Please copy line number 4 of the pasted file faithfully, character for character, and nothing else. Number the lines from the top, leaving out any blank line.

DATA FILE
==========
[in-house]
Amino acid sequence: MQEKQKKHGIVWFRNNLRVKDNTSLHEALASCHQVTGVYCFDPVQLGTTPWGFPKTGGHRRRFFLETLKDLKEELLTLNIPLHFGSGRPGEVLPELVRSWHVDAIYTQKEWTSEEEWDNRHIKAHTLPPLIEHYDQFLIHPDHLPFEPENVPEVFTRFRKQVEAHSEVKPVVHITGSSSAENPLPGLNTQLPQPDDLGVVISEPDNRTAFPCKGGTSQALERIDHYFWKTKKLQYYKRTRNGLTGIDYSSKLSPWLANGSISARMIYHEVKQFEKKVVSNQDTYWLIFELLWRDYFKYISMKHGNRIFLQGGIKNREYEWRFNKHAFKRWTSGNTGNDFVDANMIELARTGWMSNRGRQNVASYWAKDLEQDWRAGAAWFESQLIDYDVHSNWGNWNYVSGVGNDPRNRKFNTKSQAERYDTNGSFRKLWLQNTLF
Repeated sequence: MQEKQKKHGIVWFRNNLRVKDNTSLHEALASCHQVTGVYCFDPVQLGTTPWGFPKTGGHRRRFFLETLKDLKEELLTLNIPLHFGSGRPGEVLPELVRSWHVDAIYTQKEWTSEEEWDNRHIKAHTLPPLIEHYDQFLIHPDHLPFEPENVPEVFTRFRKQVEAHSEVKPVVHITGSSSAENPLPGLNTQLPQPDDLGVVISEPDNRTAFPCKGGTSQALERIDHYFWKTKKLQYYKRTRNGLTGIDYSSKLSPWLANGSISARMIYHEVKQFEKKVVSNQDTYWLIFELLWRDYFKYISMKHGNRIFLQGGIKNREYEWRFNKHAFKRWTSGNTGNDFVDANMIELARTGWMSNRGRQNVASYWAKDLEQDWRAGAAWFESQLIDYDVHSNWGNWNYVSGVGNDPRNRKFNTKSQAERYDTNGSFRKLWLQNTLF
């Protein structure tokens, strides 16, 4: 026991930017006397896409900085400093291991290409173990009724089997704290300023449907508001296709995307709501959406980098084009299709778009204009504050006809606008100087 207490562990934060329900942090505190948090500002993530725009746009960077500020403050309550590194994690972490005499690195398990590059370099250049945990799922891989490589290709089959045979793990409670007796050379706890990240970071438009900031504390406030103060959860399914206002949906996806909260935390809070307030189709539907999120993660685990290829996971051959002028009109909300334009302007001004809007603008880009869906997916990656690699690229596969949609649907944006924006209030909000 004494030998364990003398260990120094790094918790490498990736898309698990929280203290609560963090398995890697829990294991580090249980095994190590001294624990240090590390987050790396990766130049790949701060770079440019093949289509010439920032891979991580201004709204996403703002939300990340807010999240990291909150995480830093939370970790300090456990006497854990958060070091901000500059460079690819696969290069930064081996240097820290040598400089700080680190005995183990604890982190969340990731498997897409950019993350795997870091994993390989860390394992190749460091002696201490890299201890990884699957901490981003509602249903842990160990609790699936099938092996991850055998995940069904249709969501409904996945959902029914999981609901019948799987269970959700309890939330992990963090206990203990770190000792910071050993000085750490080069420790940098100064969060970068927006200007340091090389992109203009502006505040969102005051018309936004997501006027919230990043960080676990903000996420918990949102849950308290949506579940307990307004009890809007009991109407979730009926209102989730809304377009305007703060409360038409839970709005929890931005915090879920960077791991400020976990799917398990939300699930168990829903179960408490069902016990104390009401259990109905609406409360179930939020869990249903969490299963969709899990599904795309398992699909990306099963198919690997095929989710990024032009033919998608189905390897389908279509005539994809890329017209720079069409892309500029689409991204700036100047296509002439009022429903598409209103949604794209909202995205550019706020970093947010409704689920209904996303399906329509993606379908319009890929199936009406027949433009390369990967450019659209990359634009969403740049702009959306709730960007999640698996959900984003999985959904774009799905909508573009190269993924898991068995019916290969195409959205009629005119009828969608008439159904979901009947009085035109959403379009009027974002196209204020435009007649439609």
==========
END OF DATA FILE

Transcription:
């Protein structure tokens, strides 16, 4: 026991930017006397896409900085400093291991290409173990009724089997704290300023449907508001296709995307709501959406980098084009299709778009204009504050006809606008100087 207490562990934060329900942090505190948090500002993530725009746009960077500020403050309550590194994690972490005499690195398990590059370099250049945990799922891989490589290709089959045979793990409670007796050379706890990240970071438009900031504390406030103060959860399914206002949906996806909260935390809070307030189709539907999120993660685990290829996971051959002028009109909300334009302007001004809007603008880009869906997916990656690699690229596969949609649907944006924006209030909000 004494030998364990003398260990120094790094918790490498990736898309698990929280203290609560963090398995890697829990294991580090249980095994190590001294624990240090590390987050790396990766130049790949701060770079440019093949289509010439920032891979991580201004709204996403703002939300990340807010999240990291909150995480830093939370970790300090456990006497854990958060070091901000500059460079690819696969290069930064081996240097820290040598400089700080680190005995183990604890982190969340990731498997897409950019993350795997870091994993390989860390394992190749460091002696201490890299201890990884699957901490981003509602249903842990160990609790699936099938092996991850055998995940069904249709969501409904996945959902029914999981609901019948799987269970959700309890939330992990963090206990203990770190000792910071050993000085750490080069420790940098100064969060970068927006200007340091090389992109203009502006505040969102005051018309936004997501006027919230990043960080676990903000996420918990949102849950308290949506579940307990307004009890809007009991109407979730009926209102989730809304377009305007703060409360038409839970709005929890931005915090879920960077791991400020976990799917398990939300699930168990829903179960408490069902016990104390009401259990109905609406409360179930939020869990249903969490299963969709899990599904795309398992699909990306099963198919690997095929989710990024032009033919998608189905390897389908279509005539994809890329017209720079069409892309500029689409991204700036100047296509002439009022429903598409209103949604794209909202995205550019706020970093947010409704689920209904996303399906329509993606379908319009890929199936009406027949433009390369990967450019659209990359634009969403740049702009959306709730960007999640698996959900984003999985959904774009799905909508573009190269993924898991068995019916290969195409959205009629005119009828969608008439159904979901009947009085035109959403379009009027974002196209204020435009007649439609």